After acquiring a licence in 1956 to manufacture the Sikorsky S-58 helicopter, Westland imported one of these aircraft in HSS-1 configuration. Given the British serial number XL.722, this aircraft was test-flown for a time with its original 1525hp Wright R-1820-84 engine before being modified to accept a 1100shp Napier Gazelle NGa.11 gas turbine. In its new form it was flown for the first time on 17 May 1957, and was later joined by two pre-production Wessex HAS Mk.1's for Naval trials; the first of these flew on 20 June 1958. The HAS Mk.1 went into production in 1959 for the Royal Navy as a submarine search and strike helicopter equipped with dipping Asdic and provision for one or two homing torpedoes. Powered by a 1450shp Gazelle Mk.161 engine, it began service trials with No.700H Flight in April 1960 and has since been delivered to Nos. 706, 737, 771, 815, 819 and 848 Squadrons. The first of these to commission, in July 1961, was No.815; the Wessexes of No.848 Squadron were for commando assault duties aboard H.M.S. Albion, having the ASW gear removed to make room for 16 troops or 8 stretchers and a medical attendant in the main cabin. Alternatively, a slung load of 1814kg can be suspended from an under-fuselage hook. From January 1967 the Wessex Mk.1's have been joined in service by the HAS Mk.3, which is powered by a 1600shp Gazelle Mk.122, and has an extended rotor head fairing and large dorsal radome. Twenty-seven HAS Mk.31's supplied to Royal Australian Navy since August 1962 are similar to the HAS Mk.1 apart from their 1540shp Gazelle Mk.162 engines.
All other Wessex variants so far announced have two coupled Gnome engines in place of the single Gazelle. These include the RAF's HC Mk.2, flown for the first time in production form on 5 October 1962 and entering service with No.38 Group in February 1964; the Navy's HU Mk.5, for which two orders have been placed and which entered service in summer 1964 as a commando-carrier assault transport; twelve Mk.52's for the Iraqi Air Force, three Mk.53's for the Ghana Air Force, and one Mk.54 for the Brunei government. Seven Wessex Mk.60's have been built for Bristow Helicopters Ltd. These are 10-passenger commercial equivalents of the Mk.2 and operate in support of the oil and gas drilling rigs in the North Sea.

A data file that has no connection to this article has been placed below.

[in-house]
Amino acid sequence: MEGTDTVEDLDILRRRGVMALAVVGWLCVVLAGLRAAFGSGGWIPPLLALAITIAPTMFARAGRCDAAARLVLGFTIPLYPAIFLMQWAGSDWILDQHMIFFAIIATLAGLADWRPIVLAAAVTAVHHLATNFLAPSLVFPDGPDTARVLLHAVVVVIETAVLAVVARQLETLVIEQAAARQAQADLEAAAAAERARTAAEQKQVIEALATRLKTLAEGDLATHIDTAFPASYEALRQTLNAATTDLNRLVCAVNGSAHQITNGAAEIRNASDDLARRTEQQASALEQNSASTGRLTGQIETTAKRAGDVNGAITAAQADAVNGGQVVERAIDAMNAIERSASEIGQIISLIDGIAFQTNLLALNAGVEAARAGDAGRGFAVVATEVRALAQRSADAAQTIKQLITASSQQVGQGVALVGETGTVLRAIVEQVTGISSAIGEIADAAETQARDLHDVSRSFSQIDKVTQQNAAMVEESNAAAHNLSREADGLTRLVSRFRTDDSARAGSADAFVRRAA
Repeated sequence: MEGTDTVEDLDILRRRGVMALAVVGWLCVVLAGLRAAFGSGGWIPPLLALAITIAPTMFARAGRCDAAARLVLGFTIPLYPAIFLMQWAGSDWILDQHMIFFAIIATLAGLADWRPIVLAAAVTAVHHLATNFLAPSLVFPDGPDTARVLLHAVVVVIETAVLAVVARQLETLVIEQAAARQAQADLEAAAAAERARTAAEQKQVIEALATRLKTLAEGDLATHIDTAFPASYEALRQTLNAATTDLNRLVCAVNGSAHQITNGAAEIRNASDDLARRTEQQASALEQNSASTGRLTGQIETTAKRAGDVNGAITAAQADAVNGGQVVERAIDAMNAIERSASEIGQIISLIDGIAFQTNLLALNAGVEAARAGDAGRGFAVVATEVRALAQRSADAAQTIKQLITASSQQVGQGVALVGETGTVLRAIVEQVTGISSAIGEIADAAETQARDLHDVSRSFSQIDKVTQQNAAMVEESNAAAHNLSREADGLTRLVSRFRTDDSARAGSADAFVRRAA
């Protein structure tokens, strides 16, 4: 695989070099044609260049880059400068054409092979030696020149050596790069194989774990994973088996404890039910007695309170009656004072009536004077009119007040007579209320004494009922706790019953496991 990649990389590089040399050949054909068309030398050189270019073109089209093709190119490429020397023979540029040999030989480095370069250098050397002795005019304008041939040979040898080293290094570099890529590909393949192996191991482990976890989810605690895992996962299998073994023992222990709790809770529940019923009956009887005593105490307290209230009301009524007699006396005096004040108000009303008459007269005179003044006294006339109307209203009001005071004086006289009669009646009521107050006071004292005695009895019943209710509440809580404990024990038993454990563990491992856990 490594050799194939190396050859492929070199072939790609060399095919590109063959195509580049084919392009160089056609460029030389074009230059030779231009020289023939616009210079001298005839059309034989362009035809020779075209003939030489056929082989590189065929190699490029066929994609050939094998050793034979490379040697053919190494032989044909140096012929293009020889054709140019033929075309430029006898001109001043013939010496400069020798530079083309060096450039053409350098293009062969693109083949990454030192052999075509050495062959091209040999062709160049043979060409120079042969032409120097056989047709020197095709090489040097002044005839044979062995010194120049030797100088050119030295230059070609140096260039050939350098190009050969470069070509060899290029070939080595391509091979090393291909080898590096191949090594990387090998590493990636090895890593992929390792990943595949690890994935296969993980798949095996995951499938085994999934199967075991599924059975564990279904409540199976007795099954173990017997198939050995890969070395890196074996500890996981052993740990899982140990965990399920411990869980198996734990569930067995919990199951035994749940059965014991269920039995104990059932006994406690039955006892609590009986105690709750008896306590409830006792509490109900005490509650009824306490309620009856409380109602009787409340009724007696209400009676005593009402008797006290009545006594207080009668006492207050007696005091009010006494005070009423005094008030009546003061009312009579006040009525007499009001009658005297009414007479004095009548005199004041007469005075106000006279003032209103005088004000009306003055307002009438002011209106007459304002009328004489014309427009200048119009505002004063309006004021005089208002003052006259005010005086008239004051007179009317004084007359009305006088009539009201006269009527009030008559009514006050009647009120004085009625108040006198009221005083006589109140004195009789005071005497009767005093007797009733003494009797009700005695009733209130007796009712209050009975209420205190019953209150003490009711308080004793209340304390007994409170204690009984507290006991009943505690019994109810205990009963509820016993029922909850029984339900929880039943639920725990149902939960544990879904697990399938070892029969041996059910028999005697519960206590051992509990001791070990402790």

K.Munson "Helicopters And Other Rotorcraft Since 1907", 1968
In 1956, Westland, who held the license to build the Sikorsky S-55, acquired the license for the more modern S-58. The powerplant of the latter was considered unsatisfactory and the British firm began a partial redesigning of the American aircraft to enable a 1100shp Napier Gazelle NGa. 11 turbine to be installed instead of the original 1525hp Wright R-1820-84 radial. Thus transformed, one might have assumed that the helicopter was underpowered, but the nature of turbine engines is such that- it was in fact ideal. The slight loss of power was offset by greater reliability, a reduction in vibration and weight, easier maintenance and a lowering of specific fuel consumption.
The Royal Navy immediately ordered the new helicopter as the Wessex HAS Mk.1, to replace the older Whirlwind HAS Mk.7. The aircraft was basically similar to the Sikorsky S-58, but the nose profile was altered as a result of the installation of the turbine which, in the first production version, was a 1450shp Gazelle NGa.13. Later Wessex (Mk.2 and 5) were powered by twin Rolls-Royce Gnome engines and employed as troop transports. Westland built 356 Wessex in all (including those for the civil market): the HAS Mk.1 version for the Royal Navy; the HC Mk.2 tactical transport version for the RAF; the HAS Mk.3 antisubmarine version with 1550shp Gazelle NGa.18 turbine; the HU. Mk.5 for various roles on the Navy's commando carriers; the HAS Mk.31 for the Royal Australian Navy; the Wessex Mk.52 for the Iraqui Navy (12); the Wessex Mk.53 for Ghana (3); the Wessex Mk.54 for Borneo and the Wessex Mk.60 commercial version.
G.Apostolo "The Illustrated Encyclopedia of Helicopters", 1984
The company's success with the Whirlwind led to licence negotiations with Sikorsky to build the S-58, for Westland considered that this somewhat larger helicopter had excellent development potential with the introduction of turbine powerplant. A single example was imported and modified initially by the installation of an 820kW Napier Gazelle NGa.11 turboshaft engine, but the prototype and pre-production examples of the Westland Wessex had as powerplant the 1081kW Napier Gazelle Mk 161. The initial production version for the Royal Navy began to enter service on 4 July 1961, and the type was subsequently built in several variants. In 1993 the Wessex is in service only with No. 22 Sqn, RAF, on SAR duties, and The Queens' Flight at RAF Benson.
Wessex HAS.Mk 1: Royal Navy ASW version with Napier Gazelle Mk 161 powerplant
Wessex HC.Mk 2: high-performance development of Wessex HAS.Mk 1 for the RAF with two coupled Bristol Siddeley Gnome Mk 110/Mk 111 turboshafts, each rated at 1007kW; used primarily as transports (16 troops) or air ambulance (eight stretchers)
Wessex HAS.Mk 3: advanced Royal Navy ASW version with 1193kW Napier Gazelle Mk 165 and a comprehensive automatic flight-control system